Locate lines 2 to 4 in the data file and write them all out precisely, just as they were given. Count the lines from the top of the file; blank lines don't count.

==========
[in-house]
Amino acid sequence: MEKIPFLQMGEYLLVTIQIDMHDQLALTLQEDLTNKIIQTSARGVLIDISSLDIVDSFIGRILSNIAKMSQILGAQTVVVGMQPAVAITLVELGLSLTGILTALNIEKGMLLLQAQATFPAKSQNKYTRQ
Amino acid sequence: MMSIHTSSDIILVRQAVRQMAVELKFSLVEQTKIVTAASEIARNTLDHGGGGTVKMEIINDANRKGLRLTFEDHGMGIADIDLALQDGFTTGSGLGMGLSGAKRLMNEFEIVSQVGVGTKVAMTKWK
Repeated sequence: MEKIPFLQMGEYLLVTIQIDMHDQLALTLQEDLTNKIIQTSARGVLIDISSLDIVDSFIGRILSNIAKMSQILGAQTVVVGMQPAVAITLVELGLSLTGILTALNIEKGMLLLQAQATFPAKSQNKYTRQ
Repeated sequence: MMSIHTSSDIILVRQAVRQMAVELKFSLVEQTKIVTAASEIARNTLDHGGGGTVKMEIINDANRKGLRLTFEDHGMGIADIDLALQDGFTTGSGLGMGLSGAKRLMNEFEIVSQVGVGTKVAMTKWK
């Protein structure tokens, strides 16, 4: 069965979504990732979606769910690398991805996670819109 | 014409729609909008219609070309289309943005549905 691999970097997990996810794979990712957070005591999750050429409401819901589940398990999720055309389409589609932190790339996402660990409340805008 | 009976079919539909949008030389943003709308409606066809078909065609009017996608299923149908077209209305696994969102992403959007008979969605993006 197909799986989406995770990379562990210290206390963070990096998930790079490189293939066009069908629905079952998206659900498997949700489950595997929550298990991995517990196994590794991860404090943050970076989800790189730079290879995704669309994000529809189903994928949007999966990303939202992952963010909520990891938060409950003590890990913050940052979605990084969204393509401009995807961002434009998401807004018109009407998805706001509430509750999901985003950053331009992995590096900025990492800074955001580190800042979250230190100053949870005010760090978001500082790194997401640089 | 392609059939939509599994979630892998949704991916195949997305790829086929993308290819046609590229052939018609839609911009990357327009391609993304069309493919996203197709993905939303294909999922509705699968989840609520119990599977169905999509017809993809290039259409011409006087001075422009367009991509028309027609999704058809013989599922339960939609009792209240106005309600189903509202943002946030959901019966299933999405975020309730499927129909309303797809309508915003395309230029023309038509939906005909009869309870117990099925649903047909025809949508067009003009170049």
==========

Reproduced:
Amino acid sequence: MEKIPFLQMGEYLLVTIQIDMHDQLALTLQEDLTNKIIQTSARGVLIDISSLDIVDSFIGRILSNIAKMSQILGAQTVVVGMQPAVAITLVELGLSLTGILTALNIEKGMLLLQAQATFPAKSQNKYTRQ
Amino acid sequence: MMSIHTSSDIILVRQAVRQMAVELKFSLVEQTKIVTAASEIARNTLDHGGGGTVKMEIINDANRKGLRLTFEDHGMGIADIDLALQDGFTTGSGLGMGLSGAKRLMNEFEIVSQVGVGTKVAMTKWK
Repeated sequence: MEKIPFLQMGEYLLVTIQIDMHDQLALTLQEDLTNKIIQTSARGVLIDISSLDIVDSFIGRILSNIAKMSQILGAQTVVVGMQPAVAITLVELGLSLTGILTALNIEKGMLLLQAQATFPAKSQNKYTRQ